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Gravity lifts
« Reply #6 on: 05/11/2007 02:29:22 »
We can write new laws as allways we do.

Writing new laws is easy - I can write a law that says 1 + 1 = 5, but the fact that I have written it so does not make it so.

It is one thing to write a law, another to prove it to be so.

Are you suggesting that you could somehow prove a law to be true that undermines the concept of the conservation of energy?  Without a conservation of energy, then how would you constrain any probable action?  If you cannot constrain any probable action then you have no laws at all - because all possible outcomes are merely arbitrary.
 

lyner

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Gravity lifts
« Reply #7 on: 05/11/2007 18:04:33 »
A-S, I refer you to another thread -
http://www.thenakedscientists.com/forum/index.php?topic=11230.0
Are you being quite consistent, here?
Cannot someone challenge established Science here too?
 

another_someone

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Gravity lifts
« Reply #8 on: 05/11/2007 18:40:25 »
A-S, I refer you to another thread -
http://www.thenakedscientists.com/forum/index.php?topic=11230.0
Are you being quite consistent, here?
Cannot someone challenge established Science here too?

On the contrary, I think there is a problem with how you are interpreting what I have said (either there or here).

I have not questioned nikomasters right to challenge established science - but such a challenge is itself then open to challenge.

I have not told nikomaster he must not think up new laws, but I have suggested that his new law would have to successfully fend off certain apparent challenges.  How would that contravene what I have said in the other thread?
 

lyner

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Gravity lifts
« Reply #9 on: 05/11/2007 22:58:47 »
I think what you wrote is just a polite way of telling someone they're wrong, actually.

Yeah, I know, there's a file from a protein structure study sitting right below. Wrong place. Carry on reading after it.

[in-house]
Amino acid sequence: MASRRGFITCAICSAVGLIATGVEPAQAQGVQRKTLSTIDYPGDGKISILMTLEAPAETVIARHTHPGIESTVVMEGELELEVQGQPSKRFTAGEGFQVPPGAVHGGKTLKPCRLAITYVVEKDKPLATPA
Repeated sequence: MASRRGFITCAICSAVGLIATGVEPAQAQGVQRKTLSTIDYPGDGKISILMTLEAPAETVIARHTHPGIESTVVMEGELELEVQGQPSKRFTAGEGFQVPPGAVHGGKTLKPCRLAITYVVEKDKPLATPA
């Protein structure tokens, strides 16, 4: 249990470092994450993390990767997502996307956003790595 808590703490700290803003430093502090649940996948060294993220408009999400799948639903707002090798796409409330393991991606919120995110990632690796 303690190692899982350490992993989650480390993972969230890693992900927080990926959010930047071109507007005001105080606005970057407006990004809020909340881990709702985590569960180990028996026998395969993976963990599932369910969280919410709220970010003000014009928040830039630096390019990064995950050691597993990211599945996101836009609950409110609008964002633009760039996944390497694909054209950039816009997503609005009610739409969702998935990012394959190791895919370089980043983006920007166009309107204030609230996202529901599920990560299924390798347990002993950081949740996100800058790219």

You are 'strongly directing' him away from that particular way of thinking; always good fun to do and hard to resist when it's so plainly at odds with received wisdom.
Have you ever thought of changing your screen-name to "devil's advocate"?
 

another_someone

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Gravity lifts
« Reply #10 on: 05/11/2007 23:50:22 »
I think what you wrote is just a polite way of telling someone they're wrong, actually.

I try very hard not to say 'you are wrong' (although sometimes I slip up), because I don't believe I have the right (nor even the qualifications) to say that - but rather, to say 'I think you are wrong'.

You are 'strongly directing' him away from that particular way of thinking; always good fun to do and hard to resist when it's so plainly at odds with received wisdom.

But the whole point is that, even if the guy is wrong, just telling him that tells him nothing useful.  Explaining why I believe they are wrong means that they have to think about what it is they are proposing, but potentially that thinking leaves them the option of proving my prejudices to be wrong.

Have you ever thought of changing your screen-name to "devil's advocate"?

 :)
 

lyner

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Gravity lifts
« Reply #11 on: 09/11/2007 00:32:09 »
Quote
But the whole point is that, even if the guy is wrong, just telling him that tells him nothing useful.
But sometimes just saying"bo****ks" can make one feel a lot better AND get a point across.
Not that it would ever happen on this forum, of course!
 

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Gravity lifts
« Reply #11 on: 09/11/2007 00:32:09 »